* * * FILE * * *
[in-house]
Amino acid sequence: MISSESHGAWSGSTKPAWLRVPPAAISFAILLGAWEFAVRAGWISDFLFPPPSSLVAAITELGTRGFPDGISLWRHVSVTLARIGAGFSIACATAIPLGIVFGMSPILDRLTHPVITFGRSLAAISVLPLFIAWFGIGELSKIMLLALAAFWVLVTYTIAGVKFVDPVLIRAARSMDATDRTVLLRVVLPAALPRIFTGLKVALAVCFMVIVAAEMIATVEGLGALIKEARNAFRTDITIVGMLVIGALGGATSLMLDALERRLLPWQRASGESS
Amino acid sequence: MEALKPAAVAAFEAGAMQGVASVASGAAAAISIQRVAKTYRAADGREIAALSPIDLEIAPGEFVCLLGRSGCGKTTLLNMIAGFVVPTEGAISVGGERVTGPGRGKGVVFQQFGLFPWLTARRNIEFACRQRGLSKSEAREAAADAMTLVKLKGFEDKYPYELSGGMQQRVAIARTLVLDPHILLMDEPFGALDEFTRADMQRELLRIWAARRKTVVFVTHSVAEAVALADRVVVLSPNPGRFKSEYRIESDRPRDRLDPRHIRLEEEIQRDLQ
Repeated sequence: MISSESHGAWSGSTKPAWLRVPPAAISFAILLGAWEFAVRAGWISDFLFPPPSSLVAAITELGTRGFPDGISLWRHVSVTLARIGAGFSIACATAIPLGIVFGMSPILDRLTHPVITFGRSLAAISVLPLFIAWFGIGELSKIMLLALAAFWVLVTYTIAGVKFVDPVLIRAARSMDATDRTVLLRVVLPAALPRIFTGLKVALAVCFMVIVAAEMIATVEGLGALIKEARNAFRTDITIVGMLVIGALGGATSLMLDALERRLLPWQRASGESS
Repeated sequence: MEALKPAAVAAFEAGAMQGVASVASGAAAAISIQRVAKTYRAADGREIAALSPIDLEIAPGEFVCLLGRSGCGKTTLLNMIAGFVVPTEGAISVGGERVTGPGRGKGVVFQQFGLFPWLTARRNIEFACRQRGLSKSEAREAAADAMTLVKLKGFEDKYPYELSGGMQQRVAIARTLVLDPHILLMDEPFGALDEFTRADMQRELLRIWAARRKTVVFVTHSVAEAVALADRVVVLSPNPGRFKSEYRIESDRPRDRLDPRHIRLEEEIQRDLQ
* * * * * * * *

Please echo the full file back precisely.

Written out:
[in-house]
Amino acid sequence: MISSESHGAWSGSTKPAWLRVPPAAISFAILLGAWEFAVRAGWISDFLFPPPSSLVAAITELGTRGFPDGISLWRHVSVTLARIGAGFSIACATAIPLGIVFGMSPILDRLTHPVITFGRSLAAISVLPLFIAWFGIGELSKIMLLALAAFWVLVTYTIAGVKFVDPVLIRAARSMDATDRTVLLRVVLPAALPRIFTGLKVALAVCFMVIVAAEMIATVEGLGALIKEARNAFRTDITIVGMLVIGALGGATSLMLDALERRLLPWQRASGESS
Amino acid sequence: MEALKPAAVAAFEAGAMQGVASVASGAAAAISIQRVAKTYRAADGREIAALSPIDLEIAPGEFVCLLGRSGCGKTTLLNMIAGFVVPTEGAISVGGERVTGPGRGKGVVFQQFGLFPWLTARRNIEFACRQRGLSKSEAREAAADAMTLVKLKGFEDKYPYELSGGMQQRVAIARTLVLDPHILLMDEPFGALDEFTRADMQRELLRIWAARRKTVVFVTHSVAEAVALADRVVVLSPNPGRFKSEYRIESDRPRDRLDPRHIRLEEEIQRDLQ
Repeated sequence: MISSESHGAWSGSTKPAWLRVPPAAISFAILLGAWEFAVRAGWISDFLFPPPSSLVAAITELGTRGFPDGISLWRHVSVTLARIGAGFSIACATAIPLGIVFGMSPILDRLTHPVITFGRSLAAISVLPLFIAWFGIGELSKIMLLALAAFWVLVTYTIAGVKFVDPVLIRAARSMDATDRTVLLRVVLPAALPRIFTGLKVALAVCFMVIVAAEMIATVEGLGALIKEARNAFRTDITIVGMLVIGALGGATSLMLDALERRLLPWQRASGESS
Repeated sequence: MEALKPAAVAAFEAGAMQGVASVASGAAAAISIQRVAKTYRAADGREIAALSPIDLEIAPGEFVCLLGRSGCGKTTLLNMIAGFVVPTEGAISVGGERVTGPGRGKGVVFQQFGLFPWLTARRNIEFACRQRGLSKSEAREAAADAMTLVKLKGFEDKYPYELSGGMQQRVAIARTLVLDPHILLMDEPFGALDEFTRADMQRELLRIWAARRKTVVFVTHSVAEAVALADRVVVLSPNPGRFKSEYRIESDRPRDRLDPRHIRLEEEIQRDLQ